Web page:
Experience worth the effort for volunteers at annual Maryland Wine Festival

The annual Maryland Wine Festival is held on the grounds of the Carroll County Farm Museum.
The annual Maryland Wine Festival is held on the grounds of the Carroll County Farm Museum. (Amy Davis / Baltimore Sun)

This September will mark 22 years that Pat Bussard has been working the gates at the annual Maryland Wine Festival.

He has met two governors; seen three fights and been through unbearable heat and rain. He has watched the festival grow from just eight wineries attending to more than 30 at this year's event, scheduled for Sept. 20 and 21 at the Carroll County Farm Museum, 500 S. Center St., Westminster.


Through it all, he has checked bags, purses, coolers and all other items people bring into the two-day festival, chatting all the while.

"I talk to people," Bussard admitted. "It's a lot of fun."


He asked Gov. Robert Ehrlich's photographer to take a photo of him with Maryland's first Republican governor since the 1960s. The following year, he had Ehrlich sign the framed photo.

"I met Gov. [William Donald] Schaefer and his cronies," Bussard said on seeing the former Baltimore mayor, who went on to serve as the state's chief executive. "Commissioners come. It's a good time."

During his 18th year, he recalled that two tall, large fellows tried to bring in a cooler of beer. When Bussard sent them back, they returned with chairs and bags — filled with beer.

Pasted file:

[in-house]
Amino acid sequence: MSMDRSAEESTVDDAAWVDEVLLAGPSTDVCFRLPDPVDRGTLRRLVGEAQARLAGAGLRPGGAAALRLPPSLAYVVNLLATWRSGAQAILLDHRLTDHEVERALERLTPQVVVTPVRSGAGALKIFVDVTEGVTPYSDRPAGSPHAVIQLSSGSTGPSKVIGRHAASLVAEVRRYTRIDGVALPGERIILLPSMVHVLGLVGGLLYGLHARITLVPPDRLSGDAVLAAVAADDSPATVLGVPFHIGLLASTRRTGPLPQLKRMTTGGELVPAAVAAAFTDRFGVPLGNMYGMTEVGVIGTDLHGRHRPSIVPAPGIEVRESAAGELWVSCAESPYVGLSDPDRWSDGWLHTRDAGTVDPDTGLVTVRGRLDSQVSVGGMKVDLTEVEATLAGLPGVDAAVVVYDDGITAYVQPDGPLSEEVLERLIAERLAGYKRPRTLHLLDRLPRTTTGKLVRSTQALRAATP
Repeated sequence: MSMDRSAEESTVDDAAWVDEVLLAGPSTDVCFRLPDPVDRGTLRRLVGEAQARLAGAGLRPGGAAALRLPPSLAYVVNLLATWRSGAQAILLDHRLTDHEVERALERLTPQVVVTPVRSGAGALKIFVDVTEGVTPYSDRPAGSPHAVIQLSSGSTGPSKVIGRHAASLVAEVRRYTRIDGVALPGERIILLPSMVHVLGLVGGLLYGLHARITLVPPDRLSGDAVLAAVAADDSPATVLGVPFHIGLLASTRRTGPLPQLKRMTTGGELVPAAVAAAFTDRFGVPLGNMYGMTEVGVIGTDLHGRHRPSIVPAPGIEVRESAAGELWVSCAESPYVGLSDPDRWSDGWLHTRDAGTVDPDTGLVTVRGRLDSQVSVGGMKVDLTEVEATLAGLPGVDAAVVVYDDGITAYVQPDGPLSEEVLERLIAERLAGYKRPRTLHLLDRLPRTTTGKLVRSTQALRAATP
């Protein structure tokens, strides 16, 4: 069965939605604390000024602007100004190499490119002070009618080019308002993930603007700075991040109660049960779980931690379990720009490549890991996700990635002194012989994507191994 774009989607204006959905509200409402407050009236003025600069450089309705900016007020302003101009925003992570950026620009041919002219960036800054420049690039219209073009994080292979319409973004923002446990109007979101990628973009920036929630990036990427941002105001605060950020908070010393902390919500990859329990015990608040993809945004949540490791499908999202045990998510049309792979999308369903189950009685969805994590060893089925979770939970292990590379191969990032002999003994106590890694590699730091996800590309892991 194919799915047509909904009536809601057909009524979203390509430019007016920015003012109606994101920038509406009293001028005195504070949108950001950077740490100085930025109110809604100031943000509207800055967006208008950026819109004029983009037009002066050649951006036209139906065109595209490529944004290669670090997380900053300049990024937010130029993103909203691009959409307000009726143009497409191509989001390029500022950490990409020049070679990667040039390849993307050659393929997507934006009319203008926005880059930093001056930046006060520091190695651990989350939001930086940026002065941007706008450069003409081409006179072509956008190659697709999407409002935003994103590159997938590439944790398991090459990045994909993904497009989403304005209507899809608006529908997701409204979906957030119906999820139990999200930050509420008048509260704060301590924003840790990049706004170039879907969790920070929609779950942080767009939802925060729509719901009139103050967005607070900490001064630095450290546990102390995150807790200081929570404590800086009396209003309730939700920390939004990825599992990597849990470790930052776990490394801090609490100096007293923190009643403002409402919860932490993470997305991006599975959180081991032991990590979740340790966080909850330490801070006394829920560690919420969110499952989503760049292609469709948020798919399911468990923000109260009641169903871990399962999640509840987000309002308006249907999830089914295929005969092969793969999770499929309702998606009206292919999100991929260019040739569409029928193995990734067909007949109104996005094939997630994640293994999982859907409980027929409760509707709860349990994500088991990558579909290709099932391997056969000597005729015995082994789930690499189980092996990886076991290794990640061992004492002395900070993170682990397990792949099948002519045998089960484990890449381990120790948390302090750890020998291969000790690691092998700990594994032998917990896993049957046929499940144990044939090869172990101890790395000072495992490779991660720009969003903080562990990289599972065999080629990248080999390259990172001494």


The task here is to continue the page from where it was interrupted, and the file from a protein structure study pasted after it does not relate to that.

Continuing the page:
"They were laughing. They said, 'You don't miss a thing,' " Bussard said. "They were good-natured about it."

Bussard is one of 500 volunteers who help keep things running smoothly during the two-day festival at the Farm Museum, according to Roger Hardman, volunteer coordinator.

As of Aug. 20, there were still 166 volunteer positions available, according to the wine festival's website.

In addition to monitoring the gate, volunteers sell tickets, check IDs, hand out wine glasses, apply wristbands, deliver ice to the wineries when needed and perform other duties.

"The [wine] glass tent is the most popular [position]," Hardman said. "All you do is hand out glasses to all who attend."

Traditionally, the glass tent positions are the first to fill when Hardman opens a website in May for volunteers to sign up.

Occasionally, volunteers arrive the day of the event, though Hardman prefers all volunteers to be signed up by the week before.

"The day of [the festival] I'm doing training and putting out any fires," Hardman said

Volunteers sign up for three-hour shifts. Occasionally, Hardman may ask for people to take longer shifts if a volunteer doesn't arrive as scheduled. Some volunteers sign up for both days of the event.


Volunteers must be 21 or older and attend a quick meeting when they arrive on the grounds.

Like Bussard, many volunteers return every year, requesting the same position. Hardman has had volunteers from the Eastern Shore and Virginia.

The hardest shifts to fill are the last ones on Sunday, he said.

He stressed that volunteers do not have to break down tents or fold up chairs. There is a maintenance crew," Hardman said, that will handle those duties.

For their time, volunteers receive a one-day admission pass to the festival and a souvenir glass.

"This is my biggest endeavor," said Hardman, who has been the coordinator for four years.

The two-day event draws about 25,000 people, Hardman said, especially if the weather is good. The event is held rain or shine.

"We've had some pretty bad rain storms. It turns into a mud pit," Hardman chuckled. "It's pretty fun to watch."

While Bussard recalls a few times when it rained, it is the heat he remembers.

"There have been boiling hot days," Bussard said, adding, that the weather has really "been pretty decent."

"I like what I'm doing," Bussard said. It's a good environment."

For information about volunteering, call Roger Hardman at 410-386-3891.

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